“We were very concerned when we heard this proposed divestiture to C&S was going to be made at an extremely low price,” Marshall said. “What purchasing these assets at below the real estate value offers them is essentially a guarantee that they can make money even if they fail as a retailer. That’s the concern.”
It’s been more than a year since Kroger announced a $24.6 billion plan to combine the nation’s two largest supermarket chains into one 5,000-store giant.
It argued the bigger company would reduce prices and boost wages for workers, while competing more effectively against larger rivals, including Walmart and Amazon.
Critics countered with claims that Kroger and Albertsons will gain too much market clout – particularly in cities where the two chains are now competitors - leading to higher prices and lower pay for grocery workers.
The companies were hoping to quiet their critics with a Sept. 8 announcement that C&S Wholesale Grocers LLC would purchase 413 stores and eight distribution centers from Kroger and Albertsons — if the FTC approved their proposed merger.
In a press release announcing the deal, Kroger CEO Rodney McMullen called C&S “a well-capitalized buyer who will operate as a fierce competitor and ensure divested stores and their associates will continue serving their communities in the ways they do today.”
A solid divestiture plan could be the key to completing the Kroger-Albertsons merger, said Felix Chang, professor of law at the University of Cincinnati.
“The argument that will win is that the divestiture (will) offset any concerns about reductions in competition, about increases in concentration,” said Chang, who teaches antitrust law at UC and Ohio State University. “But I think now there is perhaps a skepticism toward divestitures that might not have existed in the past.”
FTC Chair Lina Khan has been outspoken in her criticism of divestitures as a remedy for antitrust concerns.
The International Center for Law & Economics said that kind of talk puts Khan “on a collision course with the law.” Its Oct. 17 white paper predicts the FTC will lose if it challenges the Kroger-Albertsons merger.
“Only one supermarket merger has been challenged in court since American Store’s acquisition of Lucky Stores in 1988: the Whole Foods/Wild Oats merger in 2007. Over the last 35 years, the FTC has allowed every other supermarket merger and most retail-store transactions to proceed with divestitures,” said the report.
One of the divestiture plans Khan has criticized in the past was the 2015 sale of 168 stores by Albertsons. The FTC approved that sale as a remedy for antitrust concerns in Albertsons’ purchase of the Safeway chain. But that deal ended in bankruptcy for Haggen, a regional grocery chain that was owned by a Florida-based private equity firm known as Comvest.
Marshall said the Haggen deal shares one thing in common with the proposed C&S deal: Both offered the buyer a significant bargain.
“We know the deal partners at Comvest said to the lead partner, ‘How can we handle this significant increase in capacity?’” Marshall said, citing court documents from Haggen’s bankruptcy. “And the lead partner said, ‘The real estate value is worth more than we’re paying. It’s too juicy to pass up.’”
Marshall is a chartered financial analyst who spent most of his career working for unions, including his current job as capital strategies director for UFCW Local 3000 in Spokane, Wash.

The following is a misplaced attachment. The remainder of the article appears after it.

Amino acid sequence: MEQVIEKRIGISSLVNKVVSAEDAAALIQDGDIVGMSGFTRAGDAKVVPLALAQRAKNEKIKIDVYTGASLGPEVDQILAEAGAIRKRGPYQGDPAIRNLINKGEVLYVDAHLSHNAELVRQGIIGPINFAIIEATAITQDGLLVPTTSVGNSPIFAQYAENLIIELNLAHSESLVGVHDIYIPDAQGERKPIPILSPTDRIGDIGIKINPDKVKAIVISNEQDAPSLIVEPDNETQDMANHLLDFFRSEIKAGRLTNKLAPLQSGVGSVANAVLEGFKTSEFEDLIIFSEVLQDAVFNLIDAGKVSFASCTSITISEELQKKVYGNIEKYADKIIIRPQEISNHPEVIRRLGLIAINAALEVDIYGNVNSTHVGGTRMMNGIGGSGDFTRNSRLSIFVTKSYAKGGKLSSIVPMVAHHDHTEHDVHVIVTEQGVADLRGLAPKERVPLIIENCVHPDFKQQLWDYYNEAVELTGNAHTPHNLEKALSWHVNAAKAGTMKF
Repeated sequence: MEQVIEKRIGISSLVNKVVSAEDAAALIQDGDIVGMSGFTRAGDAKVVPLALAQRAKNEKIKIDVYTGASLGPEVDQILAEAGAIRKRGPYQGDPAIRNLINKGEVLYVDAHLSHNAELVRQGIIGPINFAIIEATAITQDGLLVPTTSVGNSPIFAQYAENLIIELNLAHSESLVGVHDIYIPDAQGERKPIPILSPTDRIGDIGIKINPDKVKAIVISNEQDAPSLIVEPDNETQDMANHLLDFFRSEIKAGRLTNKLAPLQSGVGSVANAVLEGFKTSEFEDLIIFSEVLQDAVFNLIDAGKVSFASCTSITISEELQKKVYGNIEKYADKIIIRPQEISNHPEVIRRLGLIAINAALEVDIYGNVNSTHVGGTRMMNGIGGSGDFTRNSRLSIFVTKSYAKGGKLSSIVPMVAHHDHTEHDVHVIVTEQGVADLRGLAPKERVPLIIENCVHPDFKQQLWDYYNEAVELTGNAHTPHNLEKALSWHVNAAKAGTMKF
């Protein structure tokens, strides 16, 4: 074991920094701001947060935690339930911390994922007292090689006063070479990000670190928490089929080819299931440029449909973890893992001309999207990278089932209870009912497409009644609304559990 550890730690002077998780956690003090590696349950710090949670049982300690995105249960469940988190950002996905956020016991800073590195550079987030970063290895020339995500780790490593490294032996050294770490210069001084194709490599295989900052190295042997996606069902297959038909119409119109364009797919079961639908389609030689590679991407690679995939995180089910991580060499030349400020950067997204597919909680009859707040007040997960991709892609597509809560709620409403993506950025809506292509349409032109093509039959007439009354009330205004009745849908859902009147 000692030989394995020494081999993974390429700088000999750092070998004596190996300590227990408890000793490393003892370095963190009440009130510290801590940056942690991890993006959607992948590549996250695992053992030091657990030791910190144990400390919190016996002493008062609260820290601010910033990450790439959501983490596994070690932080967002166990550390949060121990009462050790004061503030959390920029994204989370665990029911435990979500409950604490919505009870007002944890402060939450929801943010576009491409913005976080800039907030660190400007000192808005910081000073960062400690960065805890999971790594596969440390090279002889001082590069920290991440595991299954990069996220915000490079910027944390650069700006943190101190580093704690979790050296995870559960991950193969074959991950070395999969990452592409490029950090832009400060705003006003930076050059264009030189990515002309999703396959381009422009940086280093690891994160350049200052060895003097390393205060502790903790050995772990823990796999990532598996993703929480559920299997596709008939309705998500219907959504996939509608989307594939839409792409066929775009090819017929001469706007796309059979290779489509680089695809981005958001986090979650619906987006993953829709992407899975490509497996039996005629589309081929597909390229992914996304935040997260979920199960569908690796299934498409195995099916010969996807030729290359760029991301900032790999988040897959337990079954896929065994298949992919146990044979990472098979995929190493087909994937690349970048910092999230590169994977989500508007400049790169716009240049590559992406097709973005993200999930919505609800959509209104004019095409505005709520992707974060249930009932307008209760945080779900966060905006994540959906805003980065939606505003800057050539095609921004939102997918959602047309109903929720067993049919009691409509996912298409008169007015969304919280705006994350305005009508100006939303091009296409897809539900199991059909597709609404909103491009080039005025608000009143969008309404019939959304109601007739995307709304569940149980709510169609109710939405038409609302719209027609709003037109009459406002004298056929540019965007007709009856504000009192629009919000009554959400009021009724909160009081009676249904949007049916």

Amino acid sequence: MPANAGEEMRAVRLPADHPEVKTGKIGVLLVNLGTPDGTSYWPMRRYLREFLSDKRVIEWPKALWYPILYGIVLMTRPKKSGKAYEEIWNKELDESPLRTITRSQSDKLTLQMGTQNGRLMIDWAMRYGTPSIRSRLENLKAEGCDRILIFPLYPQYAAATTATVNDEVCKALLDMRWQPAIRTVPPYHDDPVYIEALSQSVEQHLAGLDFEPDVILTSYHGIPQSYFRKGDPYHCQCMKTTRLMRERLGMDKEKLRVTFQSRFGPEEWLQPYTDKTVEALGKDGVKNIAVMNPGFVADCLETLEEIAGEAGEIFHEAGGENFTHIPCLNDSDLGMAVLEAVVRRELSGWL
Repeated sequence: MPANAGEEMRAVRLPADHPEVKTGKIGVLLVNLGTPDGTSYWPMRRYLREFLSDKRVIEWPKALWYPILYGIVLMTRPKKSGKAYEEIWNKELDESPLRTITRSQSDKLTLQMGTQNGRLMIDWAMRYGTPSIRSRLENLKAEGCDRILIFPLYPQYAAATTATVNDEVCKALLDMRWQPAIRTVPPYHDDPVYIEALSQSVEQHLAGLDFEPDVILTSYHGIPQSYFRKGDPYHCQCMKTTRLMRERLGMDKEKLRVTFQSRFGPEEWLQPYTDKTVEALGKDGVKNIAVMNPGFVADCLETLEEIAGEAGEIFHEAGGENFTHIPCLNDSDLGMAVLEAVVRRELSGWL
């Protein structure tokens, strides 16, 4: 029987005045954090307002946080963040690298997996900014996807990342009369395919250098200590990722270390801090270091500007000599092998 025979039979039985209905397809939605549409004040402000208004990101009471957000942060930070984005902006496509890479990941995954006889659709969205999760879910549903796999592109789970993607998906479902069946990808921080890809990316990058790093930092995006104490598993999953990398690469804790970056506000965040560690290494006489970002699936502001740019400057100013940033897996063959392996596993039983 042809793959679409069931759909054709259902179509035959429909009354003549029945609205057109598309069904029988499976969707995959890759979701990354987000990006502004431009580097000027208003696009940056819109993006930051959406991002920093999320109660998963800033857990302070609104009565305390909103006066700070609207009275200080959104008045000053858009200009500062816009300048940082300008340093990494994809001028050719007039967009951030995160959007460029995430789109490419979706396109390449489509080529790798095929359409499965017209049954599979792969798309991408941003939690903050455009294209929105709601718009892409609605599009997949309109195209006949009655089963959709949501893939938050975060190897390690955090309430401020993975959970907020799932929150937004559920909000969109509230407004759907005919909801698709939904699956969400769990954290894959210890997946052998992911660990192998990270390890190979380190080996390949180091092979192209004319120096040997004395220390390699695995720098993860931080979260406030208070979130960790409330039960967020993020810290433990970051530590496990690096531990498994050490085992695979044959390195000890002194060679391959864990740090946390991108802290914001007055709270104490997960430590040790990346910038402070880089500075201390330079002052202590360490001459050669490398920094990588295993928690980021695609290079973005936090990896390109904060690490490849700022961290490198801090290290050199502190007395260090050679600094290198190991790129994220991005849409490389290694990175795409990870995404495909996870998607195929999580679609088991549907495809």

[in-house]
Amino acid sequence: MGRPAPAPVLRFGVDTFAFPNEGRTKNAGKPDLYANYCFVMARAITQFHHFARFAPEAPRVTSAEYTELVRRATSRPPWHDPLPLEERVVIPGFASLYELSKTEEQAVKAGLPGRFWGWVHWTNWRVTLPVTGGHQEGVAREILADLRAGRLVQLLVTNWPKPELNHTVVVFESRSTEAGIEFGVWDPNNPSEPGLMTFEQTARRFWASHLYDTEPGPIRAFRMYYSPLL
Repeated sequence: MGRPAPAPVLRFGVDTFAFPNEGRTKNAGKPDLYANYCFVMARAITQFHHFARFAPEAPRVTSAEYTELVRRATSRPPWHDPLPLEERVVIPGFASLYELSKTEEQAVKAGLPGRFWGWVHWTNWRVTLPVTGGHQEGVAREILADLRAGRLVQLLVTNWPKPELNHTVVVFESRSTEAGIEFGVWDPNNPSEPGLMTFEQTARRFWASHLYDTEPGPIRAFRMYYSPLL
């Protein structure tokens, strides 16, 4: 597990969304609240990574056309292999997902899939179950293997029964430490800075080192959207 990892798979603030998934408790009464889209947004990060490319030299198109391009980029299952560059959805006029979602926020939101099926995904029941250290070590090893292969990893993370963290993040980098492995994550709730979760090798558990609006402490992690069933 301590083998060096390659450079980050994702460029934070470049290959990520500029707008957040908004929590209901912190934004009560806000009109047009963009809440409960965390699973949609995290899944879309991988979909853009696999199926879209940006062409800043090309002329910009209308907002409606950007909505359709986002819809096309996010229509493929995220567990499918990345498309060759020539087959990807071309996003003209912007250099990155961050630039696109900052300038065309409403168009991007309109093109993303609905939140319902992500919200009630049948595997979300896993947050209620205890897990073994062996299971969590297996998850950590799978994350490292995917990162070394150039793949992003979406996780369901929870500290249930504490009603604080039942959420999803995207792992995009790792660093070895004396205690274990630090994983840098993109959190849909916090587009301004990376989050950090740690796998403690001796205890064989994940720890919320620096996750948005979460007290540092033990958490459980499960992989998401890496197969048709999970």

“We don’t want to take these 413 stores that are community grocery stores where thousands of our members work and have somebody take a risk” of store closures, Marshall said. “C&S is a grocery supply company. They don’t operate a lot of retail stores. There’s a question about whether they have the managerial expertise to do that.”
Marshall cites several additional concerns about C&S, including its “well-documented record of eliminating thousands of union jobs” and an acquisition history that includes buying stores “only to sell some of them off to other retailers after saddling them with supply agreements.”
He also questions whether C&S has ulterior motives for buying Kroger and Albertsons locations.
“It’s definitely a concern that C&S and Rick Cohen in particular … may see another opportunity here to acquire real estate in key locations to turn what are existing grocery stores into dark stores where they could do fulfillment for e-commerce delivery,” Marshal said.
Rick Cohen is the owner and executive chairman of C&S. He’s also the CEO of Symbotic, a publicly traded warehouse automation company that has a deal with Walmart to build 42 regional distribution centers. That would give Walmart the same kind of robot-powered warehouses that Kroger has been building with UK-based Ocado since 2018.
“This deal could end up backfiring and undermining Kroger’s competitive position,” Marshall said.
C&S did not respond to the I-Team’s questions about Marshall’s analysis. Kroger released a statement:
“Kroger joining with Albertsons will mean lower prices and more choices for more customers in more communities, higher wages, and more industry-leading benefits for associates, securing union jobs and expanded opportunities for farmers and suppliers, all of which ensures competition across the industry. The C&S divestiture plan builds on these commitments by ensuring zero stores will close as a result of the merger, all frontline associates will remain employed, all existing collective bargaining agreements will continue, and associates will continue to receive industry-leading benefits alongside bargained-for wages. The only parties who would benefit if this merger is not completed are large, non-unionized competitors such as Walmart and Amazon.”